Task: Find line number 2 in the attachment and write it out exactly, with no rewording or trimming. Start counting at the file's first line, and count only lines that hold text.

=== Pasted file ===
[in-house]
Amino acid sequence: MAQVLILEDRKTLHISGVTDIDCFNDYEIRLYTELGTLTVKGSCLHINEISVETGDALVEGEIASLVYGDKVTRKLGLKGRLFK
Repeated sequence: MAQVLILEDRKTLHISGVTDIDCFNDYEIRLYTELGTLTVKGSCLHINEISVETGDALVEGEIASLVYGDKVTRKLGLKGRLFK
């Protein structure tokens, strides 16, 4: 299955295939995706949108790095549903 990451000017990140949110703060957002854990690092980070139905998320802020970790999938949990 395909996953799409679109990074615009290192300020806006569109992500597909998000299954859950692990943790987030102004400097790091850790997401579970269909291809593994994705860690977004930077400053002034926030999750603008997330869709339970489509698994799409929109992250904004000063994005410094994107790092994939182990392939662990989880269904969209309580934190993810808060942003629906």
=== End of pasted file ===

Amino acid sequence: MAQVLILEDRKTLHISGVTDIDCFNDYEIRLYTELGTLTVKGSCLHINEISVETGDALVEGEIASLVYGDKVTRKLGLKGRLFK